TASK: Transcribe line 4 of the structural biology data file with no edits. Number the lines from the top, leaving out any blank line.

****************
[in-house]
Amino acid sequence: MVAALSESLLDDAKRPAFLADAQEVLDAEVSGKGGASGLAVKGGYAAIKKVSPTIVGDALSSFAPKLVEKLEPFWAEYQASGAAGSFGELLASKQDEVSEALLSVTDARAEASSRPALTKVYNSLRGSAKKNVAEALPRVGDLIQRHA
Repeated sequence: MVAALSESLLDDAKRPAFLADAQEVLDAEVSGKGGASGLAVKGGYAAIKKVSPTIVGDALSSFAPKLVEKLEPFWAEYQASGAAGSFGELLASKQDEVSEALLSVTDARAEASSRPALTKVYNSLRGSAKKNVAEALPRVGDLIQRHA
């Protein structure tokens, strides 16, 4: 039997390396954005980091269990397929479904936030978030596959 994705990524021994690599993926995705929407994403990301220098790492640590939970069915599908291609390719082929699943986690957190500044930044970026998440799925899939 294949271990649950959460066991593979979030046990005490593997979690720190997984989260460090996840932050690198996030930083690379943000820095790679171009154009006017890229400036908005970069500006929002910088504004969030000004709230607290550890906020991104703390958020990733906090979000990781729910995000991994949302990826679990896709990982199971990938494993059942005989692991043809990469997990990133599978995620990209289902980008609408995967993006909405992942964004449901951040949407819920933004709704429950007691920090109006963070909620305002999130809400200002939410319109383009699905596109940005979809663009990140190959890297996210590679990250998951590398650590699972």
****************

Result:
């Protein structure tokens, strides 16, 4: 039997390396954005980091269990397929479904936030978030596959 994705990524021994690599993926995705929407994403990301220098790492640590939970069915599908291609390719082929699943986690957190500044930044970026998440799925899939 294949271990649950959460066991593979979030046990005490593997979690720190997984989260460090996840932050690198996030930083690379943000820095790679171009154009006017890229400036908005970069500006929002910088504004969030000004709230607290550890906020991104703390958020990733906090979000990781729910995000991994949302990826679990896709990982199971990938494993059942005989692991043809990469997990990133599978995620990209289902980008609408995967993006909405992942964004449901951040949407819920933004709704429950007691920090109006963070909620305002999130809400200002939410319109383009699905596109940005979809663009990140190959890297996210590679990250998951590398650590699972």